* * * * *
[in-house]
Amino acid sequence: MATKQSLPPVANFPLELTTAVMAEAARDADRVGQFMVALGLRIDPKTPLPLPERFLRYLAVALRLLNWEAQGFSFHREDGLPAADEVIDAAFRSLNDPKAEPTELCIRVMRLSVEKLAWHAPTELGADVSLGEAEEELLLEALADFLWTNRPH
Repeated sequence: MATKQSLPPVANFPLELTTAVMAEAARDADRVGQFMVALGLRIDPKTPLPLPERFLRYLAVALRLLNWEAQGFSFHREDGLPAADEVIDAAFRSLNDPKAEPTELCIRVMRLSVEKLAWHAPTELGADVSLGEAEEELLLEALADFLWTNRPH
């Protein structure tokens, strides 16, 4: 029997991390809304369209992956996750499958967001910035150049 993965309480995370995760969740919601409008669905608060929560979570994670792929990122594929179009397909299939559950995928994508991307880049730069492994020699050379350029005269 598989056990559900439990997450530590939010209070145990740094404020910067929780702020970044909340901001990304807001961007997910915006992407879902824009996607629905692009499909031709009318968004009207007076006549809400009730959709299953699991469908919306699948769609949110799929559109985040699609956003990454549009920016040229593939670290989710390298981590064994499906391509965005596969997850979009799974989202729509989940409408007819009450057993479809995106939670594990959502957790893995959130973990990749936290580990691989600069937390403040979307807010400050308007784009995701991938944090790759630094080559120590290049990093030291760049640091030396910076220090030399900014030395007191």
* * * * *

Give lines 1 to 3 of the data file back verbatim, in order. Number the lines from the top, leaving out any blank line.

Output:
[in-house]
Amino acid sequence: MATKQSLPPVANFPLELTTAVMAEAARDADRVGQFMVALGLRIDPKTPLPLPERFLRYLAVALRLLNWEAQGFSFHREDGLPAADEVIDAAFRSLNDPKAEPTELCIRVMRLSVEKLAWHAPTELGADVSLGEAEEELLLEALADFLWTNRPH
Repeated sequence: MATKQSLPPVANFPLELTTAVMAEAARDADRVGQFMVALGLRIDPKTPLPLPERFLRYLAVALRLLNWEAQGFSFHREDGLPAADEVIDAAFRSLNDPKAEPTELCIRVMRLSVEKLAWHAPTELGADVSLGEAEEELLLEALADFLWTNRPH